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Federal rescue is the American Way. Being there starts with helping to clear the flooded metropolitan-area tunnels between New Jersey and New York. But the concept extends to bridges, roads and all the other infrastructure challenges up and down the Atlantic coast after Hurricane Sandy. Such rescue seems like a no-brainer during crises. Yet the misty deification of Washington as exclusive rescuer isn’t necessarily warranted. In fact, the U.S. suffers from a collective and politically induced amnesia that obscures the reality: There are many American ways to build infrastructure and manage it in emergencies. In the past, state and regional governments often managed disasters. Even businesses ran big domestic rescues.
Read the full text on Bloomberg.com here.
How Trade Spreads Holiday Cheer
It is projected that the average American household will spend more than $1,000 during the holidays this year.
Deporting Salvadorans May Lead to Economic Decline
We should think carefully about a policy whose major impacts are likely to be reductions in employment and economic activity here at home, and increased instability and lawlessness along our borders.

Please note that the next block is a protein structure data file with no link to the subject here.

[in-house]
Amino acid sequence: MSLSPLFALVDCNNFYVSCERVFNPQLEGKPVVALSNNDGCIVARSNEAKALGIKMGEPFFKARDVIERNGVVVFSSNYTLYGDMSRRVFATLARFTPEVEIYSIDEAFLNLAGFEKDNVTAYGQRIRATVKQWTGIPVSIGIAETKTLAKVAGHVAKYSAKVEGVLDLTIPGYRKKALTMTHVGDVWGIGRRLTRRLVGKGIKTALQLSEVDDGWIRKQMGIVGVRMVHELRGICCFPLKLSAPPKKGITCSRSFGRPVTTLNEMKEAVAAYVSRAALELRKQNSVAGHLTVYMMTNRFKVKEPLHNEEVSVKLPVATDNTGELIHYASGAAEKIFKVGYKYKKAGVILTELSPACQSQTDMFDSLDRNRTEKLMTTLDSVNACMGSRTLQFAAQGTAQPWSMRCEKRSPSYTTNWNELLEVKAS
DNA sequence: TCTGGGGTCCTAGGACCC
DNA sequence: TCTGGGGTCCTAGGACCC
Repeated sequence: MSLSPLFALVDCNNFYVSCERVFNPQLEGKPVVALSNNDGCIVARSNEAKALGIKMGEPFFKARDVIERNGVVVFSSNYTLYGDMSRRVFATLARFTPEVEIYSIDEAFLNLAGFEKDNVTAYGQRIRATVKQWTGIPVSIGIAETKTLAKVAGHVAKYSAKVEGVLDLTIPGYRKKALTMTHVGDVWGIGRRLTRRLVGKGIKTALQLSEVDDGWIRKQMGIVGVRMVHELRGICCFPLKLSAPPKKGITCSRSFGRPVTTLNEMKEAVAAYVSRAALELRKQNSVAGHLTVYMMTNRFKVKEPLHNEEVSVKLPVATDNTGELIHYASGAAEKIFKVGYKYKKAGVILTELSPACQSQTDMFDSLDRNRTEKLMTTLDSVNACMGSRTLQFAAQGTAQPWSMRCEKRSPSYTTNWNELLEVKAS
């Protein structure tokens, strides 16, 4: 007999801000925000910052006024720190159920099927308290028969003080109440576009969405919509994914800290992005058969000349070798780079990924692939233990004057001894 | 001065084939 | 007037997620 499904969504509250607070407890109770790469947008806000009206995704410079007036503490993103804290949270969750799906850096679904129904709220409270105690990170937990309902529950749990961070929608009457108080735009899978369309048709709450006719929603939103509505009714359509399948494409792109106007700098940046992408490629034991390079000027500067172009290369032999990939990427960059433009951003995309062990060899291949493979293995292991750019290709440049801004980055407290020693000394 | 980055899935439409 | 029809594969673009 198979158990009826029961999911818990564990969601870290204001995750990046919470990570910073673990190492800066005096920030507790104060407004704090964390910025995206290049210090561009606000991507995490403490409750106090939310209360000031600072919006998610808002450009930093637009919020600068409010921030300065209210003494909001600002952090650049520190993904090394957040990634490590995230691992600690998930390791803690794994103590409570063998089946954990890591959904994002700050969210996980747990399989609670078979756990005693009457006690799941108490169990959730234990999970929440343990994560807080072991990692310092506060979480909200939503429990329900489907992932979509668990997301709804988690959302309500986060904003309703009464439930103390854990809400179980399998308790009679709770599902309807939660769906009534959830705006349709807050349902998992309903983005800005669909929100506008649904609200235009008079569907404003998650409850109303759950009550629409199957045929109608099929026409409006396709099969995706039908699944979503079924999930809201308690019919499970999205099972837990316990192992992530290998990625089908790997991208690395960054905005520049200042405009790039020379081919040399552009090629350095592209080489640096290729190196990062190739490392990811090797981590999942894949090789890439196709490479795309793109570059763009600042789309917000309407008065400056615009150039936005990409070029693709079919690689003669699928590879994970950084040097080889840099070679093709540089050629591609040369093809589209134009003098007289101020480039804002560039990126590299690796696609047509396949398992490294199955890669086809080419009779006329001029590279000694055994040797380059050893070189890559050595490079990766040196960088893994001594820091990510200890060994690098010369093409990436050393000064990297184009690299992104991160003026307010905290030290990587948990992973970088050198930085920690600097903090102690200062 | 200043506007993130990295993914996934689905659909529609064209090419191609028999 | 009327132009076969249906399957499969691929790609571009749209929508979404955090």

Bush Institute's Laura Collins Talks Immigration on Good Morning Texas
Last week, Deputy Director of Economic Growth at the George. W. Bush Institute Laura Collins spoke with Good Morning Texas about immigration myths. During the interview, Collins had the opportunity to set the record straight and address common misconceptions about legal immigrants living in America today. The segment was inspired from facts released earlier this fall by the Bush Institute in the third edition of America's Advantage: A Handbook on Immigration and Economic Growth. Watch the full Good Morning Texas interview here.